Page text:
in a suit to recover for conditional payments if CMS is able to prove the entity was noncompliant and Medicare paid medical expenses the non-compliant entity should have paid. Double damages may only be imposed in a private cause of action in federal court which would only occur after a Medicare appeal has progressed through the five steps, redetermination, reconsideration by the Qualified Independent Contractor, an ALJ hearing, a Medicare Appeals Council review, and the ultimate adjudication by the U.S. courts. The primary payer is thus afforded a lengthy time in which to resolve nonpayments and avoid a double damages award.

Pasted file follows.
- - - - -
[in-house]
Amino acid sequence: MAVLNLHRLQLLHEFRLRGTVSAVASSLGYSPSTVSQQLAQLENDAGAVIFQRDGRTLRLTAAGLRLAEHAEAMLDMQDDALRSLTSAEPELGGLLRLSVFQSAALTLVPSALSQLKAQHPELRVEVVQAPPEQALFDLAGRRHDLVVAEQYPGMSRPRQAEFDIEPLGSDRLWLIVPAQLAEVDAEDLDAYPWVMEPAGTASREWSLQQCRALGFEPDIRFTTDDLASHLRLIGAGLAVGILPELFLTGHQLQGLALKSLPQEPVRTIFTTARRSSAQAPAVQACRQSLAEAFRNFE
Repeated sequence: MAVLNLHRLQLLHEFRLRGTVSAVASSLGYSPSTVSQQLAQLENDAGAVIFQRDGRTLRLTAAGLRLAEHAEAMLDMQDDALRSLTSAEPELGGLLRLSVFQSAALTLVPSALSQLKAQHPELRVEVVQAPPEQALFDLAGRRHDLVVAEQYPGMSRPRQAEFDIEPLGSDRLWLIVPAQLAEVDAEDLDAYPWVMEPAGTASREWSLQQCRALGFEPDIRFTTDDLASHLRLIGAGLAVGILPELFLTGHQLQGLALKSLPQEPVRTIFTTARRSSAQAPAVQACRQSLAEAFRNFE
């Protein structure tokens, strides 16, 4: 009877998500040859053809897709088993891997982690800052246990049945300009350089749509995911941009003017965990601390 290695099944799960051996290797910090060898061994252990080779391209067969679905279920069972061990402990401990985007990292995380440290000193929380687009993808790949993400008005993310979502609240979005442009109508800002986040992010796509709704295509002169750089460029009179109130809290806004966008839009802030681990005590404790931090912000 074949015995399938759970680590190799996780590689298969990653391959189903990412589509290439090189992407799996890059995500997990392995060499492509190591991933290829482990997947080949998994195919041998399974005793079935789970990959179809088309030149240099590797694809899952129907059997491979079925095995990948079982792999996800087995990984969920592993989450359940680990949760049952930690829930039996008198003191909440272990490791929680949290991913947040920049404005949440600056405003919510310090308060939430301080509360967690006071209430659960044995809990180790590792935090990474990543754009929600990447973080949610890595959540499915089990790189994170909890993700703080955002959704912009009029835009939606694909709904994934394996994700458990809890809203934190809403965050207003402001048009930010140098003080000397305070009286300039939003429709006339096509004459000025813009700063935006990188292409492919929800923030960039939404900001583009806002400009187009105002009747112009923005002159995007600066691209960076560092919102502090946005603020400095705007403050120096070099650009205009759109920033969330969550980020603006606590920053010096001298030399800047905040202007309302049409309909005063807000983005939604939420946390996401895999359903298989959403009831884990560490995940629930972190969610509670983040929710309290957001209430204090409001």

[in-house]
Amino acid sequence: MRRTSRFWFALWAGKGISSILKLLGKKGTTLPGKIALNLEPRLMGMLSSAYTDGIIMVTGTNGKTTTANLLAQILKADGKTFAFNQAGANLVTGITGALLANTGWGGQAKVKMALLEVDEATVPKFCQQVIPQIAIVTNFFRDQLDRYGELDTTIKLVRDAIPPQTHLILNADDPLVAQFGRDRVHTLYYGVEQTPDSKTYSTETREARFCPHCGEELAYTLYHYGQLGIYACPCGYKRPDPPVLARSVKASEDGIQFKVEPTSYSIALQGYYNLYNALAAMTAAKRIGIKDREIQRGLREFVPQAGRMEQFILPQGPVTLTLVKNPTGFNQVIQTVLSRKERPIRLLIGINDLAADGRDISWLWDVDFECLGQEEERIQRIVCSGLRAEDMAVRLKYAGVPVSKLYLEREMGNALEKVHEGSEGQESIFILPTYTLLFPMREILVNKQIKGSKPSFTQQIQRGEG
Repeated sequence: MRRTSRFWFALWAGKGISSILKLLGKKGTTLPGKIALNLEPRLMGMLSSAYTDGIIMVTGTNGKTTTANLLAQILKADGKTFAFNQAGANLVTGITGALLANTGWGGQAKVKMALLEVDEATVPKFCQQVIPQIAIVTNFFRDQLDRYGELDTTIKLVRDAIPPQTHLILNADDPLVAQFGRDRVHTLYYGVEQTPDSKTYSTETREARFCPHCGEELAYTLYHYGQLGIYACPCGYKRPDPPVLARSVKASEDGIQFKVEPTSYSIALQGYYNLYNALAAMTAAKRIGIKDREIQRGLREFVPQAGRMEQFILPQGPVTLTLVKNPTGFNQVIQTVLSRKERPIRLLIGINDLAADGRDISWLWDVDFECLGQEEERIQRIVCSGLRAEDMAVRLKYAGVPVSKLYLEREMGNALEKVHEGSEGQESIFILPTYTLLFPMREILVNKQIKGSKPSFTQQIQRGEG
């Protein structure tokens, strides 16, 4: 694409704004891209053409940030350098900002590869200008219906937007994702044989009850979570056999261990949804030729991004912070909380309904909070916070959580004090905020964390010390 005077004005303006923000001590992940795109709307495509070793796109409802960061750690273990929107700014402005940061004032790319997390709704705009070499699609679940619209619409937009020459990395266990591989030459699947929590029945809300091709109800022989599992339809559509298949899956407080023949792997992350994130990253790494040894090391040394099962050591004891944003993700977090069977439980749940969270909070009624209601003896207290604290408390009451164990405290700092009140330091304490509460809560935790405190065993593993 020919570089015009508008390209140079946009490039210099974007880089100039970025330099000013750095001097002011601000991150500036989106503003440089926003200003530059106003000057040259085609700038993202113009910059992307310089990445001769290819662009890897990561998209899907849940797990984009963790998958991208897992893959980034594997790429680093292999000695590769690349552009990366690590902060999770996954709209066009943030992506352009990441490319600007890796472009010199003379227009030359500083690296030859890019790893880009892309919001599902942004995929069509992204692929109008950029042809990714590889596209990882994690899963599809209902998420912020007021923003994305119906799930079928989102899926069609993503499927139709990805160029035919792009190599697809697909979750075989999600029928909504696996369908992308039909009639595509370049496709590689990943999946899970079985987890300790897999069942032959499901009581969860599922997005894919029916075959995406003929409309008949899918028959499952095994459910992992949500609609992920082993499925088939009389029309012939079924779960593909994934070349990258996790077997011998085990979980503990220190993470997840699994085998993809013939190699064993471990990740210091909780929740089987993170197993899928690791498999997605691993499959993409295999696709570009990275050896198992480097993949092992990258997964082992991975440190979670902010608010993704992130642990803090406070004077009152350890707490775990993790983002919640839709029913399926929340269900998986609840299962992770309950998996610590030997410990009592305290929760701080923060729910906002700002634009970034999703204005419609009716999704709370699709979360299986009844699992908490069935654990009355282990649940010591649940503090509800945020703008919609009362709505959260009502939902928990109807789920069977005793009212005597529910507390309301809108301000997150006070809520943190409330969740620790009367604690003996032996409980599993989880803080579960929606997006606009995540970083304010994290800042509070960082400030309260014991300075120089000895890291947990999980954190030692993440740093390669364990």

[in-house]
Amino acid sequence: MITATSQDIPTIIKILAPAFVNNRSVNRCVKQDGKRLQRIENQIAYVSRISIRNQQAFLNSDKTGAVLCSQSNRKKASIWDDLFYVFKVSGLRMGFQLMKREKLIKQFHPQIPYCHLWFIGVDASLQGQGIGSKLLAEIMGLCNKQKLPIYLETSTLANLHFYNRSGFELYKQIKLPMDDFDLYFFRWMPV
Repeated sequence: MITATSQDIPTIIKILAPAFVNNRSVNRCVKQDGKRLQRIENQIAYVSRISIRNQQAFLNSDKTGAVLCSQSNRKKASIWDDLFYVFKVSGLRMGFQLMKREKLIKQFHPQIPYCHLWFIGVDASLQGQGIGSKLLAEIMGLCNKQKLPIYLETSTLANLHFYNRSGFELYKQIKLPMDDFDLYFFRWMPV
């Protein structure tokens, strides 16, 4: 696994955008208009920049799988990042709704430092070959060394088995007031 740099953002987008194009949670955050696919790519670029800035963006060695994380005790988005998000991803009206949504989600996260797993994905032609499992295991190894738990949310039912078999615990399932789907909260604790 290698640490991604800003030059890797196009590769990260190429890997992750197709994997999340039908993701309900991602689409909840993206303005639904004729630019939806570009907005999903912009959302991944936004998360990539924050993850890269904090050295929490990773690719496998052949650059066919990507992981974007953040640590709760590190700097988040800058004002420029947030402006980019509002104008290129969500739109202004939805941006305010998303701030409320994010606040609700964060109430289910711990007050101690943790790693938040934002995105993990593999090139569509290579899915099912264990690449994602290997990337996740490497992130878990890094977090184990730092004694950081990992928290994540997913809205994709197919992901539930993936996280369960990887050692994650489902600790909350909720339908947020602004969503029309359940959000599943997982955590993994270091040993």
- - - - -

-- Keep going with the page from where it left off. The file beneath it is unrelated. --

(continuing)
Beneficiaries who fail to repay Medicare after the beneficiary has received proceeds from a settlement, judgment, award, or other payment are at risk. CMS may recover an unreimbursed conditional payment from a beneficiary who has received proceeds through deductions from the beneficiary's Social Security benefits, Railroad Retirement Benefits, or other U.S. Treasury payments to which the beneficiary is entitled. Medicare may also recoup from these sources for anyone else who has received proceeds from the settlement, including the beneficiarys attorney, providers, and others. Thus, a beneficiary who does not have a release of claims from a third party who receives proceeds from a settlement, judgment, award, or other payment.